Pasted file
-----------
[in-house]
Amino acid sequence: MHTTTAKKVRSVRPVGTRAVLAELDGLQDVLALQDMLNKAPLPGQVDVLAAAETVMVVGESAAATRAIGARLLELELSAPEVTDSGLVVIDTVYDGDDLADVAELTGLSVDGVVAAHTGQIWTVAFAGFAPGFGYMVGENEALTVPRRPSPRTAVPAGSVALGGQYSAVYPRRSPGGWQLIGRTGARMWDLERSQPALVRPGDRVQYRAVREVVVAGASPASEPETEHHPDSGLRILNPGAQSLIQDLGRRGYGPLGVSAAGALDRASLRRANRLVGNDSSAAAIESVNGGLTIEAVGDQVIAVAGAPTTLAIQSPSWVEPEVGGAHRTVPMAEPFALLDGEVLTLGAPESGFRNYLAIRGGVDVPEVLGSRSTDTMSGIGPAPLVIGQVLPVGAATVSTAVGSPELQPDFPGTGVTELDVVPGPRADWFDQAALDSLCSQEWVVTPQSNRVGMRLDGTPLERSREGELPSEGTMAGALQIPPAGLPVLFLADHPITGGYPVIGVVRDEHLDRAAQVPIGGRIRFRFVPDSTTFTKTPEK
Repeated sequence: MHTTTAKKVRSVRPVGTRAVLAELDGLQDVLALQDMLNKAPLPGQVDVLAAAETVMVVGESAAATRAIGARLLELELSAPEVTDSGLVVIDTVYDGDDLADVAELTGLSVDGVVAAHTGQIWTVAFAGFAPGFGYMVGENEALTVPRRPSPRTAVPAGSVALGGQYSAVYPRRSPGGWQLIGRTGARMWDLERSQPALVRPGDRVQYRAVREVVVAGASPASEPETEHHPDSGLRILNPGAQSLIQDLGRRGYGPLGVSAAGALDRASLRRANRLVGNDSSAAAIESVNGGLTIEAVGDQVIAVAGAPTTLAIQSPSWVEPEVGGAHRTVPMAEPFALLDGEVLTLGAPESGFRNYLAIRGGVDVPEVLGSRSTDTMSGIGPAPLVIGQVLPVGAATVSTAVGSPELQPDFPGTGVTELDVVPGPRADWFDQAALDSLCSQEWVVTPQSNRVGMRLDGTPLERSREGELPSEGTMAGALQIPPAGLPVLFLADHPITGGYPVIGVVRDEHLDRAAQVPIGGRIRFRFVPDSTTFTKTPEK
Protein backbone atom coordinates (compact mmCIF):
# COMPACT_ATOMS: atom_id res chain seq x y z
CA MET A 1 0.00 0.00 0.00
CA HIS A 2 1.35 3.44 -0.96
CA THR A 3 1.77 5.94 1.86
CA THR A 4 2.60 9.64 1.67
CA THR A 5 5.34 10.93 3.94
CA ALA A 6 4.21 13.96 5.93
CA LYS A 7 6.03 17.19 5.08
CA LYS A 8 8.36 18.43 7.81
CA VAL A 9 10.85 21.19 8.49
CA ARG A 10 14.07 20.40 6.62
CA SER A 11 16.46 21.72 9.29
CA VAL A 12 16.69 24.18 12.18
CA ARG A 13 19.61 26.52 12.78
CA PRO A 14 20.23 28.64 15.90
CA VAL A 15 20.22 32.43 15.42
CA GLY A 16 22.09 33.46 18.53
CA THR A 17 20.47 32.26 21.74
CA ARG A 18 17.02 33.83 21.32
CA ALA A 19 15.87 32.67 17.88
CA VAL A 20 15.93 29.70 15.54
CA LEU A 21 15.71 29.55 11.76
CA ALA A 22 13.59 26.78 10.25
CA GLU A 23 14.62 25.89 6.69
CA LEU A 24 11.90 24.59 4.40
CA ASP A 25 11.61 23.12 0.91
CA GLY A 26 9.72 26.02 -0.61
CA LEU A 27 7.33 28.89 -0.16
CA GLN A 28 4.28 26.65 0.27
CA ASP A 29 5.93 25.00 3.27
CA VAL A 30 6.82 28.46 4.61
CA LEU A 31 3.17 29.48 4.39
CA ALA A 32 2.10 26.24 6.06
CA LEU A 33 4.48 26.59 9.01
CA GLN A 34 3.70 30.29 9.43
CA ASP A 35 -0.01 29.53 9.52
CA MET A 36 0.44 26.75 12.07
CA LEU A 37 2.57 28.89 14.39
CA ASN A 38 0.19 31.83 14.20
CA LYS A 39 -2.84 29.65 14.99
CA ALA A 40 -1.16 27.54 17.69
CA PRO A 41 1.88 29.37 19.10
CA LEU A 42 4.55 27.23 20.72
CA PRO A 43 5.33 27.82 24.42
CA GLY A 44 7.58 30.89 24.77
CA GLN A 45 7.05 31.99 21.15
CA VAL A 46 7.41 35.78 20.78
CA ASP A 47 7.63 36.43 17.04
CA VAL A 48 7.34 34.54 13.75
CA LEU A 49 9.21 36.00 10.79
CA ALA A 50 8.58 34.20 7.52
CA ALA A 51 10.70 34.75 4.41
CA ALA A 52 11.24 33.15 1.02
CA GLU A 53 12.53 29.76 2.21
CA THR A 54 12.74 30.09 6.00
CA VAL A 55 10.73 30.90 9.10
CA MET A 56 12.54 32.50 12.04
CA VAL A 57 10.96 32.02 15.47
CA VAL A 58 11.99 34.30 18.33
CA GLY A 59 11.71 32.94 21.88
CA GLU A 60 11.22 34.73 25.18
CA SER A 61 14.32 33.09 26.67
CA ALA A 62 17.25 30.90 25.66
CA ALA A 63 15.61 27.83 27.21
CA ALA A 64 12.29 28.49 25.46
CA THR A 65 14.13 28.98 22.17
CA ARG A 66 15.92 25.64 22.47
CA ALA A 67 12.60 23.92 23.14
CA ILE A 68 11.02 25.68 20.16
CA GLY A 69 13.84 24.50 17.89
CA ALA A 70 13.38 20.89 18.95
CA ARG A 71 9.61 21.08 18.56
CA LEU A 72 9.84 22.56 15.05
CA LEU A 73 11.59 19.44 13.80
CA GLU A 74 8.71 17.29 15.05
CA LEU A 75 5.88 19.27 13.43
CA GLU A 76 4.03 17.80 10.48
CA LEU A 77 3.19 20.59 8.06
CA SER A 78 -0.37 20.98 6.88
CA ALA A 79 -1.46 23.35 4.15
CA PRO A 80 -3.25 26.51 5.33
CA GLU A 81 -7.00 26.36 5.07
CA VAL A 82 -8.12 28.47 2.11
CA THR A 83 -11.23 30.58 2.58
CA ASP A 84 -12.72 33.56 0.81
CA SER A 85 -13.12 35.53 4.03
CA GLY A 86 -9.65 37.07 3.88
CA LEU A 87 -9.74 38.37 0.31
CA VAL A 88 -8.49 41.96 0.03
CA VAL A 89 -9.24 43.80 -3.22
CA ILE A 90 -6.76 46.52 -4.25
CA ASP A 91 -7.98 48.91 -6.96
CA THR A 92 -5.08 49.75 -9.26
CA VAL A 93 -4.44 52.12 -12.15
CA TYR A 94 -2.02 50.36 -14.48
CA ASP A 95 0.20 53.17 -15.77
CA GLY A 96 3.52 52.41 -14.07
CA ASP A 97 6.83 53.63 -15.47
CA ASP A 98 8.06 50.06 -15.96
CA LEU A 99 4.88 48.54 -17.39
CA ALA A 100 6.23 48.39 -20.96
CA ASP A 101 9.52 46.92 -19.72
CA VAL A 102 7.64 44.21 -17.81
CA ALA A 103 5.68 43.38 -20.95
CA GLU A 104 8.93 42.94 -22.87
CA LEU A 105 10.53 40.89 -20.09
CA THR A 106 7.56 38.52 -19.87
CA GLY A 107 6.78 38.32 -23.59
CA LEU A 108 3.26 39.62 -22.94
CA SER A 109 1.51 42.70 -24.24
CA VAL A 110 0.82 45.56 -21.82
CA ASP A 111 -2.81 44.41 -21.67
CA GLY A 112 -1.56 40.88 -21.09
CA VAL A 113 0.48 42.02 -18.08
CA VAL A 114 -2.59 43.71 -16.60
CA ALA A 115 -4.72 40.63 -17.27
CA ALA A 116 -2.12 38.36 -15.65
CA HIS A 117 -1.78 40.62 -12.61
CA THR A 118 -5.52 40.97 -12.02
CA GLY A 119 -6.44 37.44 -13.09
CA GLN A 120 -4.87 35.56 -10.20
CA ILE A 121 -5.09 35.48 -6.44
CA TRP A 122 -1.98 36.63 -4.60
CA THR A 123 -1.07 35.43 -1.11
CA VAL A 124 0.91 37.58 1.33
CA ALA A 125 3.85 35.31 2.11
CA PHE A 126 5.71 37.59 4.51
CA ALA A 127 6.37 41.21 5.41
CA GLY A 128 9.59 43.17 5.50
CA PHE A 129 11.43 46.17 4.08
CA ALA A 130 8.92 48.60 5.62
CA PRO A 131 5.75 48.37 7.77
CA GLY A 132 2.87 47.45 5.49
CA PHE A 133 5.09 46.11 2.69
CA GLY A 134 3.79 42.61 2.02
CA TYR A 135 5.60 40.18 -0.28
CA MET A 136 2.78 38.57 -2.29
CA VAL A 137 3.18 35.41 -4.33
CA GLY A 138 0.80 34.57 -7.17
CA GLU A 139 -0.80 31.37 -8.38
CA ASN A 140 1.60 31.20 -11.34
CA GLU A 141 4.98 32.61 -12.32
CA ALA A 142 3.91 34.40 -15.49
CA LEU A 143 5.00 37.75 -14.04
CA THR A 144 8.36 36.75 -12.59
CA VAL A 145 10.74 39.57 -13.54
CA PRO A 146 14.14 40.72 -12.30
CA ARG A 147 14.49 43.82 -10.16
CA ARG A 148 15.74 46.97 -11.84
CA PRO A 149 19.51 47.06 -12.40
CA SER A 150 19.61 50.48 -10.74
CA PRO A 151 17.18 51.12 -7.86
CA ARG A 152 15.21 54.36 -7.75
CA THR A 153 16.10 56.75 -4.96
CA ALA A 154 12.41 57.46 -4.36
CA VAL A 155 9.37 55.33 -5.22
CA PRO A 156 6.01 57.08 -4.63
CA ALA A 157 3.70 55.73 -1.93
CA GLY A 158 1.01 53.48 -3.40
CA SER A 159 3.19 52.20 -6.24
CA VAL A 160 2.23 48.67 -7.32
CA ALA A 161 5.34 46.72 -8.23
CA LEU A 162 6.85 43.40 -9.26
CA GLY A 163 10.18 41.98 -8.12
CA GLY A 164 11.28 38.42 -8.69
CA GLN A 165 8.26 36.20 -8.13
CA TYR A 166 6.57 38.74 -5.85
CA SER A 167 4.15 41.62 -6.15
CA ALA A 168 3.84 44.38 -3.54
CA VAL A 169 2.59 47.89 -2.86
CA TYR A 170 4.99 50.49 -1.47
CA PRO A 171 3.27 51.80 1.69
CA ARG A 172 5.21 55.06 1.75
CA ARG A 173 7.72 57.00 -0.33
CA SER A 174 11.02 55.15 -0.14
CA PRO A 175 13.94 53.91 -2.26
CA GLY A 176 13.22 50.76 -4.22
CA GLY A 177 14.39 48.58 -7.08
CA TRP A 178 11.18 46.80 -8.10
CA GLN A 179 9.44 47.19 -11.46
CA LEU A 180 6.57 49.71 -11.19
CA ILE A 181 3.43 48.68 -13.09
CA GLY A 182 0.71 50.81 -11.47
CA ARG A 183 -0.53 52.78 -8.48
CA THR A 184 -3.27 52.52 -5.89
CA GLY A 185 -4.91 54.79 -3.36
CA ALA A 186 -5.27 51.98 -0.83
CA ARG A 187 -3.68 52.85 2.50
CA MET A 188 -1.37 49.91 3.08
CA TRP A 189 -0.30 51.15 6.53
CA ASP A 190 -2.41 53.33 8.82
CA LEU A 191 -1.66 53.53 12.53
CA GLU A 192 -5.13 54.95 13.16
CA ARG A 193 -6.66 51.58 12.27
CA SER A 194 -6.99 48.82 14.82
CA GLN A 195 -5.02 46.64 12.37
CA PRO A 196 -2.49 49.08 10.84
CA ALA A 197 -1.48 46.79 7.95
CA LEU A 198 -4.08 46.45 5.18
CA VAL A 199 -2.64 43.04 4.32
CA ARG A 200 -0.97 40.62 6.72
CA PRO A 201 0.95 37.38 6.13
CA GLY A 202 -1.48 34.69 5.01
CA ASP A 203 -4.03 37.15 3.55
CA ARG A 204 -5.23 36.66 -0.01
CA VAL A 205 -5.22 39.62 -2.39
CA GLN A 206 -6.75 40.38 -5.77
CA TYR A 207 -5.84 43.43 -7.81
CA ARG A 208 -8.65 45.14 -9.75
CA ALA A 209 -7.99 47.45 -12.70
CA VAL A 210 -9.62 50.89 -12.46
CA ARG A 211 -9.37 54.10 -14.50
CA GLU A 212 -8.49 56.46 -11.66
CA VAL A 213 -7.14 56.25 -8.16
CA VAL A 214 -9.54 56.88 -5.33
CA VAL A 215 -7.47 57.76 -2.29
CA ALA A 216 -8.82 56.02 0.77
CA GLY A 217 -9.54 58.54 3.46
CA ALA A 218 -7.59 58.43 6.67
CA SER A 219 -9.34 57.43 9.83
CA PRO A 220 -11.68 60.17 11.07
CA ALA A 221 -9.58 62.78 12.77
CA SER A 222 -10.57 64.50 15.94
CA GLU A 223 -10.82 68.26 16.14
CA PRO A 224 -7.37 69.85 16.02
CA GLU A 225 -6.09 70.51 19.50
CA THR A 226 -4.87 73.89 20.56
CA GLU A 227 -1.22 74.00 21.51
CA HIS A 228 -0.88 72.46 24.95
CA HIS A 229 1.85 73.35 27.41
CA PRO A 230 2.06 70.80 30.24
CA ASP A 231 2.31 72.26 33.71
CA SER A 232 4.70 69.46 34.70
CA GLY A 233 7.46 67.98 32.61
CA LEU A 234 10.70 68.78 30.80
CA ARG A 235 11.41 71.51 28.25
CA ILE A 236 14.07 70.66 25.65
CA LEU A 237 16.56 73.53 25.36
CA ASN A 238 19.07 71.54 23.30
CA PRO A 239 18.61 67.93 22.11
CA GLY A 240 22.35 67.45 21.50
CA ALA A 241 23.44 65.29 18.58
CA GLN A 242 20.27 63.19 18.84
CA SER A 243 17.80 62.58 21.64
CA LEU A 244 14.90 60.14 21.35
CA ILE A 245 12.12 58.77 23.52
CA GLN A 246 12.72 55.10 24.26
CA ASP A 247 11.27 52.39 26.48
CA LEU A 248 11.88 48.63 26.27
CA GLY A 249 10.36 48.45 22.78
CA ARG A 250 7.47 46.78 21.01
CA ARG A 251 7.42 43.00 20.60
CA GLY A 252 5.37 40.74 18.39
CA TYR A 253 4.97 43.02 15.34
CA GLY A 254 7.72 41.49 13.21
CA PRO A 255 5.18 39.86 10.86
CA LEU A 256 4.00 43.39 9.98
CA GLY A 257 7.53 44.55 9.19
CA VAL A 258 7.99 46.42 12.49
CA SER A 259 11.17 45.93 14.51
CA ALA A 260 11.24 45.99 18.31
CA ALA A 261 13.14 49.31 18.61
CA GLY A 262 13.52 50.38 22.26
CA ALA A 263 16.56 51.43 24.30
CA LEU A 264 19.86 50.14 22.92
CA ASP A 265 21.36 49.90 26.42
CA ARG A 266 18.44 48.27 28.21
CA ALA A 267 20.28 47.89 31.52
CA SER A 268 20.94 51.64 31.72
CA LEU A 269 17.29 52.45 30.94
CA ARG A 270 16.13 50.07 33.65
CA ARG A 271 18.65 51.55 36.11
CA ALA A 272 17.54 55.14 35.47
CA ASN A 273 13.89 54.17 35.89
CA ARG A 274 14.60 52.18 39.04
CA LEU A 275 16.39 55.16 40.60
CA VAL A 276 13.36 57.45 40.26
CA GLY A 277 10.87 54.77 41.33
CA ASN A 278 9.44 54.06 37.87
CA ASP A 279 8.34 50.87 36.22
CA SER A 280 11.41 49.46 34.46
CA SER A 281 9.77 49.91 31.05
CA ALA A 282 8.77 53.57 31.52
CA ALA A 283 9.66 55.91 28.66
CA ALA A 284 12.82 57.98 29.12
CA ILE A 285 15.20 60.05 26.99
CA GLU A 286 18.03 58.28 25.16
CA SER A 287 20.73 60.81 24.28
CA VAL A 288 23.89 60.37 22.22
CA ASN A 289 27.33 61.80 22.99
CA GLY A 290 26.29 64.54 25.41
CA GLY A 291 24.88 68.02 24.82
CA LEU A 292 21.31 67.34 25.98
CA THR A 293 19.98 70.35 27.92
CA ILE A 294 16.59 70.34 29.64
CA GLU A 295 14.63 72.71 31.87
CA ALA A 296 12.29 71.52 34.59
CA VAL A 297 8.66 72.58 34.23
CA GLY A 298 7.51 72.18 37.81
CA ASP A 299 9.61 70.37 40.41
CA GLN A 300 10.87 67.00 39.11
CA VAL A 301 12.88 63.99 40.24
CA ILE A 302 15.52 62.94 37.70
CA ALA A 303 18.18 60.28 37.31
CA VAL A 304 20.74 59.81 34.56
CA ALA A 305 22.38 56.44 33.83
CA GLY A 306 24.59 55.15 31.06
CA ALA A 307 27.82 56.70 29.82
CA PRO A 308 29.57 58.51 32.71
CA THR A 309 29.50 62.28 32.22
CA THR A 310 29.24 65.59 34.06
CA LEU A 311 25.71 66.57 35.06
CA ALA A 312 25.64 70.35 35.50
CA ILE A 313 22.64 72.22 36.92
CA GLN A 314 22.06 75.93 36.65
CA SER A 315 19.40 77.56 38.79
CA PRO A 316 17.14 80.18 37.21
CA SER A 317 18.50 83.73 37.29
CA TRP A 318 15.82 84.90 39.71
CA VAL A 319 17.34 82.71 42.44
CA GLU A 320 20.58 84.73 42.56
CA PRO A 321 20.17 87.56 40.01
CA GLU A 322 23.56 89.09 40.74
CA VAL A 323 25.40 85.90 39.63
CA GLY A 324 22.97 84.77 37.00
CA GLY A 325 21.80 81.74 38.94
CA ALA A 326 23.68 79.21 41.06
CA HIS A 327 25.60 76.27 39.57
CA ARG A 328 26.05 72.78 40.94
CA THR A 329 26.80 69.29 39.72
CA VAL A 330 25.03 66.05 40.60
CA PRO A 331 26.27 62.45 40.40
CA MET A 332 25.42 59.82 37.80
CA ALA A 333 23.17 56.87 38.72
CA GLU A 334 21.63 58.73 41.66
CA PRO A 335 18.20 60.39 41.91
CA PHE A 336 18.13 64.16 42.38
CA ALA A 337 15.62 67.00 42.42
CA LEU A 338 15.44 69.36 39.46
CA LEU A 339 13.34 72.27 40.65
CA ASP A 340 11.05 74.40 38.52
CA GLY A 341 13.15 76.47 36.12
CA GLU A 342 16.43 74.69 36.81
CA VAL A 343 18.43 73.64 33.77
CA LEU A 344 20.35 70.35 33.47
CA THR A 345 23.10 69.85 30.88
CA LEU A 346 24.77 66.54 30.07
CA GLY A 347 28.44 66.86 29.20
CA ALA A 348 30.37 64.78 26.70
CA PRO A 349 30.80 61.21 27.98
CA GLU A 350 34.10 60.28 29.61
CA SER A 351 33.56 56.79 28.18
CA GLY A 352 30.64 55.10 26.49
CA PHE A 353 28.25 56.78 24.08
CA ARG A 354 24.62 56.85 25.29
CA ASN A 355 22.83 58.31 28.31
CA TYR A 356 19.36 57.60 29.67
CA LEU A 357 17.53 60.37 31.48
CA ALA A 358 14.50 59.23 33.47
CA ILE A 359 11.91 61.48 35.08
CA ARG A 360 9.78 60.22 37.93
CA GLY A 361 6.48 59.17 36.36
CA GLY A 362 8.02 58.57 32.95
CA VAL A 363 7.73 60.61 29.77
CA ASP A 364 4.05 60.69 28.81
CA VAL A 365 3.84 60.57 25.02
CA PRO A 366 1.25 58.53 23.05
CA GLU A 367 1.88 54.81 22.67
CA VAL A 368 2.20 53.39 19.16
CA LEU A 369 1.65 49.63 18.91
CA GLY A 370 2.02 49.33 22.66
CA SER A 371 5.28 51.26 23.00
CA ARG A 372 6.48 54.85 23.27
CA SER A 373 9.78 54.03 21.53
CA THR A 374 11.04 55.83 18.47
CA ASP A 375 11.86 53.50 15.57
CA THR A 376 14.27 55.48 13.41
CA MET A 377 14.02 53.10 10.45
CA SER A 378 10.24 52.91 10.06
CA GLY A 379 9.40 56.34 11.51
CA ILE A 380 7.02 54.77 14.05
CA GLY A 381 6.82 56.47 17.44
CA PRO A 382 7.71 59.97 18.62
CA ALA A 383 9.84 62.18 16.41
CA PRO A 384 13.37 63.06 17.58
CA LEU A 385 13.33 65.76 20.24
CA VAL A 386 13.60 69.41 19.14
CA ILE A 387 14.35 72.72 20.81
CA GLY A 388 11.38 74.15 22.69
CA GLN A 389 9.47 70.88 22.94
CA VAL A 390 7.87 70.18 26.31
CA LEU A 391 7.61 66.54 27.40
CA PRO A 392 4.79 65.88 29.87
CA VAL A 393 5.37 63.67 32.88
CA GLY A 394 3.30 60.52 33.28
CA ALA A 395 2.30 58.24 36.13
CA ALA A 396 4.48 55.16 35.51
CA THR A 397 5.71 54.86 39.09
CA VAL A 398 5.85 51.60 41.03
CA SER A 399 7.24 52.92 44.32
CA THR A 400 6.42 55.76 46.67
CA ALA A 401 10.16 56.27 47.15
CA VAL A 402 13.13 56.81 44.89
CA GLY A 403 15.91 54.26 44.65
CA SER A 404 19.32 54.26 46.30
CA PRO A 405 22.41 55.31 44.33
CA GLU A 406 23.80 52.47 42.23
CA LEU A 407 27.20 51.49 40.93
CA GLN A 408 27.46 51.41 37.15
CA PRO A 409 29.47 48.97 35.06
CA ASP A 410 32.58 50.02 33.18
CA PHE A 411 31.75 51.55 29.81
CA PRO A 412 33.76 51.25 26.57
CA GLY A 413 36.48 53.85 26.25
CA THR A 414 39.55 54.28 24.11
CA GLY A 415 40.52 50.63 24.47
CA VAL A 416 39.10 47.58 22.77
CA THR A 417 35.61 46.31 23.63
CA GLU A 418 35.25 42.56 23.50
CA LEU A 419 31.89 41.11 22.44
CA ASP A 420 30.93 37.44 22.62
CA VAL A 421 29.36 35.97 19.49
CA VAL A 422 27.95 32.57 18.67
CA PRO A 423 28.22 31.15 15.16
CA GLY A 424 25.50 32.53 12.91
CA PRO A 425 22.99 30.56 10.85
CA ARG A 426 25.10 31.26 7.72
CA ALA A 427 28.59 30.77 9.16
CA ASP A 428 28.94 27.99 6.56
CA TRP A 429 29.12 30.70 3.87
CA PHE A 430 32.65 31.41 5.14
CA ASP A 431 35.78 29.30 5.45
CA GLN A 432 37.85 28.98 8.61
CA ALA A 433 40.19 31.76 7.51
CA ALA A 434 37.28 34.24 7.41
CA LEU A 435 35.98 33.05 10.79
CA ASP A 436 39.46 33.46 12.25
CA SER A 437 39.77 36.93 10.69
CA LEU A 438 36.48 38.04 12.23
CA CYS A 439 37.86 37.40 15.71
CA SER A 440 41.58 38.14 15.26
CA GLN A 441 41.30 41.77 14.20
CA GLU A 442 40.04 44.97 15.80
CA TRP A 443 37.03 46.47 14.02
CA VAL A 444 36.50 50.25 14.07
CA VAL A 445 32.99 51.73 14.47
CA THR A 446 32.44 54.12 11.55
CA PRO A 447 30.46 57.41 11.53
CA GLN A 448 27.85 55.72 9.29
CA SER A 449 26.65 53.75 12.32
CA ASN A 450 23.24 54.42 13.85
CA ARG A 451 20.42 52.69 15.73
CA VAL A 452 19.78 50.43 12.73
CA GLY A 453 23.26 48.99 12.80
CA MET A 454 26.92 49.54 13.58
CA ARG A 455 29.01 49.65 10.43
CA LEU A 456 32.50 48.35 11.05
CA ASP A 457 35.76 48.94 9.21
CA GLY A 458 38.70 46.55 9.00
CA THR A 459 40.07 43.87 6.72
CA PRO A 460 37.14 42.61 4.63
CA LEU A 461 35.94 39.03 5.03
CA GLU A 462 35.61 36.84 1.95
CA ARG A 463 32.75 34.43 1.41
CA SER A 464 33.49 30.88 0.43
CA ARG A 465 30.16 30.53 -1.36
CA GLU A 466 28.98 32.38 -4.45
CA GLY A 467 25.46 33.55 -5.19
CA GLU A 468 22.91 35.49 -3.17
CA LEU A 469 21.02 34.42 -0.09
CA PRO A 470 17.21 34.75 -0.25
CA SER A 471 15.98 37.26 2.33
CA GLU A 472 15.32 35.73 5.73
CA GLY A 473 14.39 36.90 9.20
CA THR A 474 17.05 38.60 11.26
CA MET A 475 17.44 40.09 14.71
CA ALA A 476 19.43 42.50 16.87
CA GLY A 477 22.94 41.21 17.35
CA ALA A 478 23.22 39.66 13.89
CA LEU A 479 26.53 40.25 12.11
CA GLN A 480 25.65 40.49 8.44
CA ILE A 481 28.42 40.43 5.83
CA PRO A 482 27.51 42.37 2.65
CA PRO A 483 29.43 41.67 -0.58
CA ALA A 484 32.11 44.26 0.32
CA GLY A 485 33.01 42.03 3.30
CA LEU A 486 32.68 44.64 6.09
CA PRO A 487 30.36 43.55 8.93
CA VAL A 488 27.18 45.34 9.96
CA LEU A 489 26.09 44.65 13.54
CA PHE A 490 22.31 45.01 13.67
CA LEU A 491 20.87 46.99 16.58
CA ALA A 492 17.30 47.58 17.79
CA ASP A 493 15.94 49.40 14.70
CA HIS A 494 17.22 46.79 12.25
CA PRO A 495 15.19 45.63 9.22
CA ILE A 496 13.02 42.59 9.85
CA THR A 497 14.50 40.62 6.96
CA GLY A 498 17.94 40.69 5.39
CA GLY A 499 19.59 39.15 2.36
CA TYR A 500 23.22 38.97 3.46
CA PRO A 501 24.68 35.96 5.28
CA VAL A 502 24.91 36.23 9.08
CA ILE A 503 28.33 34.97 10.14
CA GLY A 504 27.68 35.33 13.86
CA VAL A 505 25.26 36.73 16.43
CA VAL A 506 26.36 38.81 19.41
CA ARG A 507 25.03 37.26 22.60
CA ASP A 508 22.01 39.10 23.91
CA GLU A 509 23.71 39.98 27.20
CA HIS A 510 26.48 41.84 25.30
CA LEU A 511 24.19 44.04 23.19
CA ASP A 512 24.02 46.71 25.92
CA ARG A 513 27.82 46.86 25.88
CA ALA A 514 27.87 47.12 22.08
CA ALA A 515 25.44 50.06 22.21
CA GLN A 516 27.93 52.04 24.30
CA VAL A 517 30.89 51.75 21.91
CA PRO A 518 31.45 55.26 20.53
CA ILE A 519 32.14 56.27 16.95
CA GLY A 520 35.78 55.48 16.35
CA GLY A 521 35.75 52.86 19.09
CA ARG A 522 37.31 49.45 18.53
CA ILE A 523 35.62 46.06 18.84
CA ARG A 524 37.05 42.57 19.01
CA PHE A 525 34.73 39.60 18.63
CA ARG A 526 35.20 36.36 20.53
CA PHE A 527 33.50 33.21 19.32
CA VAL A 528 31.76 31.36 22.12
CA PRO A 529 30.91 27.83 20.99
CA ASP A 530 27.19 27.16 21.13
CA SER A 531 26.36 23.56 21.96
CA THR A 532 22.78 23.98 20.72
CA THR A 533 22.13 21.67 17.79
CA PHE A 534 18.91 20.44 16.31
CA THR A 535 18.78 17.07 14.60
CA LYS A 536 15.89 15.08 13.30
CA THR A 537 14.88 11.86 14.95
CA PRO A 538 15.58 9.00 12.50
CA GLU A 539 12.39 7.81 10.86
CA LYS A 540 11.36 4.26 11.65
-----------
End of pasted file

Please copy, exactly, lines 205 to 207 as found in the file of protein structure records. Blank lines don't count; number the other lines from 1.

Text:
CA ARG A 200 -0.97 40.62 6.72
CA PRO A 201 0.95 37.38 6.13
CA GLY A 202 -1.48 34.69 5.01